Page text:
Friday, November 27, 2015

Today I am grateful for the truth about holidays.  There are a lot of truths about holidays, including the hype often not meeting the actual experience; the wish to be with family overshadowed by grudges created 20 years ago; the proverbial drunken uncle; shocking illness; a bird that won’t get done; a bird that gets done three hours too early; a bird that no one likes; too much food, too many sweets, too many tears, too much exhaustion, too much noise, too much, too much. . . everything.

 

Then there is the sharing part.  Sharing your grown children and grandchildren with their spouses parents.  Ouch!  You are stuck alone, without any children or grandchildren with you because those same kids you raised so well are doing the brave thing and telling you they are meeting the needs of their spouse this holiday.  Ouch again!  They are doing the right thing.  You love and hate when they do that!

 

Damn!  You curse yourself for raising them to be considerate of others feelings.  Damn!  You should have raised them to think only of you and your needs because that other way is going to come back at you one day (today) and bite you in the ass.  Ouch!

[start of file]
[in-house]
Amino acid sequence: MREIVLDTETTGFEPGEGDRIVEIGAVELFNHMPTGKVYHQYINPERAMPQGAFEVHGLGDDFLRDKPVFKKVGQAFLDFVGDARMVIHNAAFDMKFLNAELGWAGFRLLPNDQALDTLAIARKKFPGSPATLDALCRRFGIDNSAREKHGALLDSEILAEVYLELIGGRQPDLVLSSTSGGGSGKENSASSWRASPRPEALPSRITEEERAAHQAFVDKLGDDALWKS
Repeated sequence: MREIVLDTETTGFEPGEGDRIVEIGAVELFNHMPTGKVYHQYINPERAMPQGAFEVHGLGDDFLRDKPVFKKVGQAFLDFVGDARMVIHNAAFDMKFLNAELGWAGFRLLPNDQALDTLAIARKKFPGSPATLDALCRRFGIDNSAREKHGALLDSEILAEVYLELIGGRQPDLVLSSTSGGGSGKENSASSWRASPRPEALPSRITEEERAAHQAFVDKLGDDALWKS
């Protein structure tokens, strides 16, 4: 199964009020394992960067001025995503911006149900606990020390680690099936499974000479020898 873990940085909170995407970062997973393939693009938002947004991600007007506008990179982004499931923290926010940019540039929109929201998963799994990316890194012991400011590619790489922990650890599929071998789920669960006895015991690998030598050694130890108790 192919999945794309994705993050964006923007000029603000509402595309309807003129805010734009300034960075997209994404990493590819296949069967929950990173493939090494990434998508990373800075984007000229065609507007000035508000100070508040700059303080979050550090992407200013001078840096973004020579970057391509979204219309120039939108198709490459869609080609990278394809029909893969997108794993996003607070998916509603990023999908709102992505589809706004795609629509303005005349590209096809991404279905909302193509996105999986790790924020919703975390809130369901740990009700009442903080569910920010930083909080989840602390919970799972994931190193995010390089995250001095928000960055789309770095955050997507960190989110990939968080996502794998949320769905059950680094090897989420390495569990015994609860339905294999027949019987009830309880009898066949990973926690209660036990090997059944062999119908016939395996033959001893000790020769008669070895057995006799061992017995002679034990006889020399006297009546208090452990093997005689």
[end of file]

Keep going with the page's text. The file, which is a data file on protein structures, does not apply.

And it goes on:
This phenomenon is something to which my husband and I are all too familiar.  We have held Thanksgiving on Saturdays, Christmas in January and Easter in June.  We have witnessed their in-law families doing the same, each of us jockeying for precious time where neither wants to budge, but each always do. . .for the good of the collective family.  We acquiesce.  They acquiesce.  Each decision leaves the other with the short stick to fill-the-day without kids and/or grandkids.

 

But not this year.  This year our daughter Beth invited everyone to her house for Thanksgiving.  Everyone.  ALL of our kids and grandkids were under one roof, along with some awesome Brazilian friends experiencing their first Thanksgiving.  Did you get that.  ALL!  Until our son’s wedding last March, we had not all been in the same place since my dad’s funeral 22 years ago.  Now twice in one year?  Pinch me!  No, don’t!  We all live so far away from each other, it might never happen again.  I want to enjoy the bliss while I can.

 

Through the years we learned the hard way that you have to be where you are, you have to celebrate even if everyone isn’t there.  You have to find joy even if you’ve lost someone or someone is terribly sick.  And you have to let go. . .when your kids spend time someplace else.  That is the tough part. . .and the real truth about holidays.

(The pictures are of the place cards I made with the granddaughters.)

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